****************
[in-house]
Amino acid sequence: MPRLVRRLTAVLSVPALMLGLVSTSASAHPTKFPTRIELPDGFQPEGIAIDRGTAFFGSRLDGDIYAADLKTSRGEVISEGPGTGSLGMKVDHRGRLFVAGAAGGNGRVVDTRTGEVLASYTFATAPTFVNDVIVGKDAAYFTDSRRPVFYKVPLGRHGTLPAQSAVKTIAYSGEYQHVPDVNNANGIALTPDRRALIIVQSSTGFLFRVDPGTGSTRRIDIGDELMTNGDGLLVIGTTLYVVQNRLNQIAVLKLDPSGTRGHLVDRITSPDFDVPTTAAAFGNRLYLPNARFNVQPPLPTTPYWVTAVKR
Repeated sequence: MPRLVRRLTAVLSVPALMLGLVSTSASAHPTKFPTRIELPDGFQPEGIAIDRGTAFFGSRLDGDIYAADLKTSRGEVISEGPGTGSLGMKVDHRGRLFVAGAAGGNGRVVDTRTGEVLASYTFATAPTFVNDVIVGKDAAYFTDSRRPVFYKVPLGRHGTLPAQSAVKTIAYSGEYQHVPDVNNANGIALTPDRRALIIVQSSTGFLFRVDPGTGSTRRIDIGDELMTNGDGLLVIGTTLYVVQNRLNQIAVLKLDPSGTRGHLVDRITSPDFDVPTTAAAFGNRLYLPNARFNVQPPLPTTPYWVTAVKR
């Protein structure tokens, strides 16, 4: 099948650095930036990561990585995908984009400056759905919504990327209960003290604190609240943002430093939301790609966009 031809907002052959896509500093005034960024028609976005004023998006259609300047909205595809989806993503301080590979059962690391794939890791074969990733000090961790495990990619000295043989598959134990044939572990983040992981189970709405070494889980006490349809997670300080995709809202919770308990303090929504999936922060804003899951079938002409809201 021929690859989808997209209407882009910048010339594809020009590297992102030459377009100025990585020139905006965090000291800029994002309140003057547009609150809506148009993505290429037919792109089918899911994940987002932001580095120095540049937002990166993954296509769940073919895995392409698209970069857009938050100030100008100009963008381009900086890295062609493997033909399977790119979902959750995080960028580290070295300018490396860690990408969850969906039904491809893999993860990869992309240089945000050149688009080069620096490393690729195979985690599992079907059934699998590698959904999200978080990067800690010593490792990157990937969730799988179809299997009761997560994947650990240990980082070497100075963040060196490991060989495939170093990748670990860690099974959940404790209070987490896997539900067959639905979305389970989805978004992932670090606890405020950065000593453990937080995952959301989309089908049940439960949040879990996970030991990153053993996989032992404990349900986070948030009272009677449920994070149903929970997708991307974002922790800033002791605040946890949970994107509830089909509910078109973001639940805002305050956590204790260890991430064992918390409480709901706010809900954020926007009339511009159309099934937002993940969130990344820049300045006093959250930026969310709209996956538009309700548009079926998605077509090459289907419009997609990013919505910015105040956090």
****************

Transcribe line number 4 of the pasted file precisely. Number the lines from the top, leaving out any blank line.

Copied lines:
């Protein structure tokens, strides 16, 4: 099948650095930036990561990585995908984009400056759905919504990327209960003290604190609240943002430093939301790609966009 031809907002052959896509500093005034960024028609976005004023998006259609300047909205595809989806993503301080590979059962690391794939890791074969990733000090961790495990990619000295043989598959134990044939572990983040992981189970709405070494889980006490349809997670300080995709809202919770308990303090929504999936922060804003899951079938002409809201 021929690859989808997209209407882009910048010339594809020009590297992102030459377009100025990585020139905006965090000291800029994002309140003057547009609150809506148009993505290429037919792109089918899911994940987002932001580095120095540049937002990166993954296509769940073919895995392409698209970069857009938050100030100008100009963008381009900086890295062609493997033909399977790119979902959750995080960028580290070295300018490396860690990408969850969906039904491809893999993860990869992309240089945000050149688009080069620096490393690729195979985690599992079907059934699998590698959904999200978080990067800690010593490792990157990937969730799988179809299997009761997560994947650990240990980082070497100075963040060196490991060989495939170093990748670990860690099974959940404790209070987490896997539900067959639905979305389970989805978004992932670090606890405020950065000593453990937080995952959301989309089908049940439960949040879990996970030991990153053993996989032992404990349900986070948030009272009677449920994070149903929970997708991307974002922790800033002791605040946890949970994107509830089909509910078109973001639940805002305050956590204790260890991430064992918390409480709901706010809900954020926007009339511009159309099934937002993940969130990344820049300045006093959250930026969310709209996956538009309700548009079926998605077509090459289907419009997609990013919505910015105040956090």